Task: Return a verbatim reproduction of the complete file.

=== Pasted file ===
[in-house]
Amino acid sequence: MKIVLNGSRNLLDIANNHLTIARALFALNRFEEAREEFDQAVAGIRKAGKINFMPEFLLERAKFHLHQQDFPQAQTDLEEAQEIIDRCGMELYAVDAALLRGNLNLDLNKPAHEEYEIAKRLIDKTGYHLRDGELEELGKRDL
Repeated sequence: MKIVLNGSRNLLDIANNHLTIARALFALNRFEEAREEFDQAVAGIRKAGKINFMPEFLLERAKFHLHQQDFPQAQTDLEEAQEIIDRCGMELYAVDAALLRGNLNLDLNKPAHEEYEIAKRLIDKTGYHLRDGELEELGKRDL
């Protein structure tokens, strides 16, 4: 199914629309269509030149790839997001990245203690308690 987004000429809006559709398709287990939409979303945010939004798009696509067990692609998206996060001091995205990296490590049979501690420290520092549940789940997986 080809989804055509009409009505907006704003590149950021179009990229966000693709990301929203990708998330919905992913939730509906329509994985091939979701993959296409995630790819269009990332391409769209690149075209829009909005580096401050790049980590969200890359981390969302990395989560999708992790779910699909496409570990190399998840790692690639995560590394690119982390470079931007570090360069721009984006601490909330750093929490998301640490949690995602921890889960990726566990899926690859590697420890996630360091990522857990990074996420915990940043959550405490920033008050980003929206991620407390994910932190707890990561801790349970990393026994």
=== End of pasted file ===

[in-house]
Amino acid sequence: MKIVLNGSRNLLDIANNHLTIARALFALNRFEEAREEFDQAVAGIRKAGKINFMPEFLLERAKFHLHQQDFPQAQTDLEEAQEIIDRCGMELYAVDAALLRGNLNLDLNKPAHEEYEIAKRLIDKTGYHLRDGELEELGKRDL
Repeated sequence: MKIVLNGSRNLLDIANNHLTIARALFALNRFEEAREEFDQAVAGIRKAGKINFMPEFLLERAKFHLHQQDFPQAQTDLEEAQEIIDRCGMELYAVDAALLRGNLNLDLNKPAHEEYEIAKRLIDKTGYHLRDGELEELGKRDL
């Protein structure tokens, strides 16, 4: 199914629309269509030149790839997001990245203690308690 987004000429809006559709398709287990939409979303945010939004798009696509067990692609998206996060001091995205990296490590049979501690420290520092549940789940997986 080809989804055509009409009505907006704003590149950021179009990229966000693709990301929203990708998330919905992913939730509906329509994985091939979701993959296409995630790819269009990332391409769209690149075209829009909005580096401050790049980590969200890359981390969302990395989560999708992790779910699909496409570990190399998840790692690639995560590394690119982390470079931007570090360069721009984006601490909330750093929490998301640490949690995602921890889960990726566990899926690859590697420890996630360091990522857990990074996420915990940043959550405490920033008050980003929206991620407390994910932190707890990561801790349970990393026994």